If you have attended a business conference in the last year, and at that conference you sought out an e-commerce segment, you more than likely heard about a new programming language called XML, and closely following XML you probably heard the name RosettaNet. Here's why:

RosettaNet has succeeded in laying down business standards for e-commerce on a scale other initiatives have not even come close to attaining. By focusing on a single, vertical market and using a no-nonsense approach to recruiting, RosettaNet is slowly but surely permeating the entire IT and electronics industry with a common language for e-business. It has gained the collaboration, commitment and financial backing of the highest levels of major companies in the information technology and electronic components industries. More than 60 companies representing in excess of $600 billion in annual revenues in the IT and EC industries now provide the mandate for RosettaNet's standards development. Proponents include not only IT and EC giants, but also major players in other industries-American Express, UPS, Federal Express, KPMG Peat Marwick, Deutsche Financial Services, AMP, Lucent Technology and the federal government, just to name a few. Quite a track record for an infant initiative barely two years old.

RosettaNet's mother, like most good inventions, was necessity. But its father was frustration. Several years ago, Ingram Micro, a $20 billion, Santa Ana, Calif.-based hardware and software distributor, embarked on a project with 3Com Corp. to tie its supply-chain partners directly into its own computer systems. After each company spent more than half a million dollars to establish common product definitions and link to a common catalog, they thought they had a cost-saving, efficient model for e-commerce. But when Ingram tried to tie the system to another company, it ran into a snag. It would have to go through the entire process again because the second company used completely different definitions for the computer products and had a completely different way of dealing with data. Fadi Chehade, the director of the 3Com project, knew they could not afford to repeat this process with every vendor. They needed industry-wide standards for product definitions. The seed for RosettaNet was planted.

Chehade, and Linda York, now RosettaNet's vice president of operations, began a cross-country campaign to convince others in the IT industry that back-end procurement applications for e-commerce needed to be standardized. Convincing businesses in a highly competitive industry to hold hands in such an endeavor was no easy task. But soon industry giants such as Cisco Systems, Sun, Netscape, Microsoft and IBM began to look at the advantages. It would create an easier, cheaper way to get their products to market. By February 1998, a small group of IT businesses had agreed to form a grassroots, independent consortium, self-funded and non-profit, to develop standard Web data formats and schema for use and reuse among manufacturers, distributors, retailers and others in the electronics industry. The consortium called itself RosettaNet.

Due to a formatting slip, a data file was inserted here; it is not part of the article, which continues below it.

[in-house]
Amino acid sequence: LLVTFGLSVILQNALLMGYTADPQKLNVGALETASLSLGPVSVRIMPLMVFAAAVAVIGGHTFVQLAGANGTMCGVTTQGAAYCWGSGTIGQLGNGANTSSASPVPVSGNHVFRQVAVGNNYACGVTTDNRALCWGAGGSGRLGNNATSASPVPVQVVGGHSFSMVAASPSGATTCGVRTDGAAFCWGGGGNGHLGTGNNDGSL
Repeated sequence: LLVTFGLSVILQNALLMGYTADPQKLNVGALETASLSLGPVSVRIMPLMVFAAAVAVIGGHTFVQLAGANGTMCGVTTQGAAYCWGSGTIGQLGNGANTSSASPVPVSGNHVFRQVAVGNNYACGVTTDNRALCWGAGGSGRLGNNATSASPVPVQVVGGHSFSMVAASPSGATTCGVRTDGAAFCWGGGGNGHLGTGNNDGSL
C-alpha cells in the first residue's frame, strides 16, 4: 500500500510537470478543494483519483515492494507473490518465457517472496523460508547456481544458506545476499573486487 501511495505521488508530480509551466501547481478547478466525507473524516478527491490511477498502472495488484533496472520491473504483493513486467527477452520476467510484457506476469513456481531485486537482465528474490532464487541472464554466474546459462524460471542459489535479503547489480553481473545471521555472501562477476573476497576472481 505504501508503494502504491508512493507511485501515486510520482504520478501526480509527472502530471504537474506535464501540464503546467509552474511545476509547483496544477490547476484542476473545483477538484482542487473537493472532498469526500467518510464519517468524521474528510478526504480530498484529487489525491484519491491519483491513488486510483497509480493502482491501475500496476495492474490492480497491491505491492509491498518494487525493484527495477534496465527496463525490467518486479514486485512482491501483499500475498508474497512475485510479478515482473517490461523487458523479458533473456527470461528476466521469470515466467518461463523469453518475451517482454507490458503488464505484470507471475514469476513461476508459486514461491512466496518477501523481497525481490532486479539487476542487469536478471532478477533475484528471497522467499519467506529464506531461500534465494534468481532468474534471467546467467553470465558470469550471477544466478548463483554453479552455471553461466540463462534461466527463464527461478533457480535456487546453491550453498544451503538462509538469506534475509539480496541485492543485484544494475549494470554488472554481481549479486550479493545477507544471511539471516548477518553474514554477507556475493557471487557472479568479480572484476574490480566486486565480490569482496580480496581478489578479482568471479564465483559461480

RosettaNet has focused on simplifying the supply-chain component of e-commerce by creating commonly agreed upon language and process standards. Unlike other groups, such as the Open Business on the Internet Consortium, RosettaNet is not trying to define transactions. Instead, it works to define the language used in those transactions. Its business-to-business platform, called eConcert, is built upon Partner Interface Processes, or PIPs, written in XML.

Understanding a little about XML and how it works will make clear why RosettaNet is becoming a beacon to the e-commerce world. XML, or Extensible Markup Language, is a meta-language standard for specifying a document-markeup language based on plain-text tags. It's a subset of the Standard Generalized Markup Language, as is HTML (Hypertext Markup Language), with which most Internet-savvy people have some familiarity. But unlike HTML, whose tags merely tell a browser how to display various elements on a Web page, such as text, images and push-buttons. XML tags specify exactly what those elements are. The inflexibility and limitations of HTML become apparent every time you do a search on the Web. Ask your browser to look for a "price," and it will pull up everything from Price-Waterhouse to Vincent Price. HTML can only recognize a look-alike; it cannot do interpretation. XML's great power lies in its ability to separate the presentation of the data from the data itself. It allows programmers to create text tags that give meaning to element definitions so that a piece of data can be lifted, based on specific tags, from a Web page and used in other applications. The other applications can then identify that piece of data and use it appropriately.

RosettaNet is hardly the first group to attempt to standardize the back-office side of e-commerce. Many businesses have spent years trying to make electronic data interchange (EDI) a viable solution to the lack of standards in the supply-chain. The electrical wholesaling industry is no exception, having experienced the birthing pains of the Industry Data Warehouse. But EDI, with its rigid coding, software and private network requirements, can be prohibitively expensive, especially for smaller companies. This is where XML really shines. With its coding flexibility and its ability to use the Internet as its backbone, it's far less costly to implement an XML-based system-and far more accessible. For these reasons alone XML may soon become the standard for e-business. Scott Deutsch, marketing vice president of Prophet 21, Yardley, Pa., is sure of it.